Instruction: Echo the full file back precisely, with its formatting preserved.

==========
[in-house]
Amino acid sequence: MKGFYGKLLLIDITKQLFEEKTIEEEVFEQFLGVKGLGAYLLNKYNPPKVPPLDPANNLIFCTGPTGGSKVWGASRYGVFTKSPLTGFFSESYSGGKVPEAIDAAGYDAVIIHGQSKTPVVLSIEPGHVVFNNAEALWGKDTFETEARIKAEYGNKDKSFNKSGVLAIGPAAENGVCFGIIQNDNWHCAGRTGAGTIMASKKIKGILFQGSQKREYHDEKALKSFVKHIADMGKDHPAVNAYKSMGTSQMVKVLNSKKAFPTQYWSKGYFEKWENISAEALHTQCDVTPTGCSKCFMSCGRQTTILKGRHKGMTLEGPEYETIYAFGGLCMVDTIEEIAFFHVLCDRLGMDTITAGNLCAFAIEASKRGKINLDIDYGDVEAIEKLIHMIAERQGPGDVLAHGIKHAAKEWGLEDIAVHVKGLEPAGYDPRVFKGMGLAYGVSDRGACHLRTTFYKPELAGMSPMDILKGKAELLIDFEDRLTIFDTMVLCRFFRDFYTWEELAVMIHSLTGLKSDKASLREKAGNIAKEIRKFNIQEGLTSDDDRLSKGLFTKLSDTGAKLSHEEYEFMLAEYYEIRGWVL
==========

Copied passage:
[in-house]
Amino acid sequence: MKGFYGKLLLIDITKQLFEEKTIEEEVFEQFLGVKGLGAYLLNKYNPPKVPPLDPANNLIFCTGPTGGSKVWGASRYGVFTKSPLTGFFSESYSGGKVPEAIDAAGYDAVIIHGQSKTPVVLSIEPGHVVFNNAEALWGKDTFETEARIKAEYGNKDKSFNKSGVLAIGPAAENGVCFGIIQNDNWHCAGRTGAGTIMASKKIKGILFQGSQKREYHDEKALKSFVKHIADMGKDHPAVNAYKSMGTSQMVKVLNSKKAFPTQYWSKGYFEKWENISAEALHTQCDVTPTGCSKCFMSCGRQTTILKGRHKGMTLEGPEYETIYAFGGLCMVDTIEEIAFFHVLCDRLGMDTITAGNLCAFAIEASKRGKINLDIDYGDVEAIEKLIHMIAERQGPGDVLAHGIKHAAKEWGLEDIAVHVKGLEPAGYDPRVFKGMGLAYGVSDRGACHLRTTFYKPELAGMSPMDILKGKAELLIDFEDRLTIFDTMVLCRFFRDFYTWEELAVMIHSLTGLKSDKASLREKAGNIAKEIRKFNIQEGLTSDDDRLSKGLFTKLSDTGAKLSHEEYEFMLAEYYEIRGWVL